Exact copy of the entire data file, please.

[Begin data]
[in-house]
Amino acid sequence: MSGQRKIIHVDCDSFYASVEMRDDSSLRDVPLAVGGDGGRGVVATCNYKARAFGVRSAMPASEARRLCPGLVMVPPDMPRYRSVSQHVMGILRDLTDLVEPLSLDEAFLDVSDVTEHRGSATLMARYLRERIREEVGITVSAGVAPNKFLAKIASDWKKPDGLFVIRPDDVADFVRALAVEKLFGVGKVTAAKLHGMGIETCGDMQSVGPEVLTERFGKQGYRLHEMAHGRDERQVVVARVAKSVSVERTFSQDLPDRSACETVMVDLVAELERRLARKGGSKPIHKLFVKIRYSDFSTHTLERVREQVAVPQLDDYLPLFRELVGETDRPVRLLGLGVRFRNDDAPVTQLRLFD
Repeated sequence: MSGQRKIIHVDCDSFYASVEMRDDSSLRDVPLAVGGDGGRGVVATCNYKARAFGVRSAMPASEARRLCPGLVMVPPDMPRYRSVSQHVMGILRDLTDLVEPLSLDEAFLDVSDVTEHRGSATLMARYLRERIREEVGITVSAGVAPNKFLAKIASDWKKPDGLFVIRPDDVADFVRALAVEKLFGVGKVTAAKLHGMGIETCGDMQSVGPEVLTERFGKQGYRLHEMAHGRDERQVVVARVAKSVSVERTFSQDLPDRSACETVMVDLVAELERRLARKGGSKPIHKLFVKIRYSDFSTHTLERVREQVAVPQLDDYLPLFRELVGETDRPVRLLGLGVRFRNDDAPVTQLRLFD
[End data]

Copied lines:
[in-house]
Amino acid sequence: MSGQRKIIHVDCDSFYASVEMRDDSSLRDVPLAVGGDGGRGVVATCNYKARAFGVRSAMPASEARRLCPGLVMVPPDMPRYRSVSQHVMGILRDLTDLVEPLSLDEAFLDVSDVTEHRGSATLMARYLRERIREEVGITVSAGVAPNKFLAKIASDWKKPDGLFVIRPDDVADFVRALAVEKLFGVGKVTAAKLHGMGIETCGDMQSVGPEVLTERFGKQGYRLHEMAHGRDERQVVVARVAKSVSVERTFSQDLPDRSACETVMVDLVAELERRLARKGGSKPIHKLFVKIRYSDFSTHTLERVREQVAVPQLDDYLPLFRELVGETDRPVRLLGLGVRFRNDDAPVTQLRLFD
Repeated sequence: MSGQRKIIHVDCDSFYASVEMRDDSSLRDVPLAVGGDGGRGVVATCNYKARAFGVRSAMPASEARRLCPGLVMVPPDMPRYRSVSQHVMGILRDLTDLVEPLSLDEAFLDVSDVTEHRGSATLMARYLRERIREEVGITVSAGVAPNKFLAKIASDWKKPDGLFVIRPDDVADFVRALAVEKLFGVGKVTAAKLHGMGIETCGDMQSVGPEVLTERFGKQGYRLHEMAHGRDERQVVVARVAKSVSVERTFSQDLPDRSACETVMVDLVAELERRLARKGGSKPIHKLFVKIRYSDFSTHTLERVREQVAVPQLDDYLPLFRELVGETDRPVRLLGLGVRFRNDDAPVTQLRLFD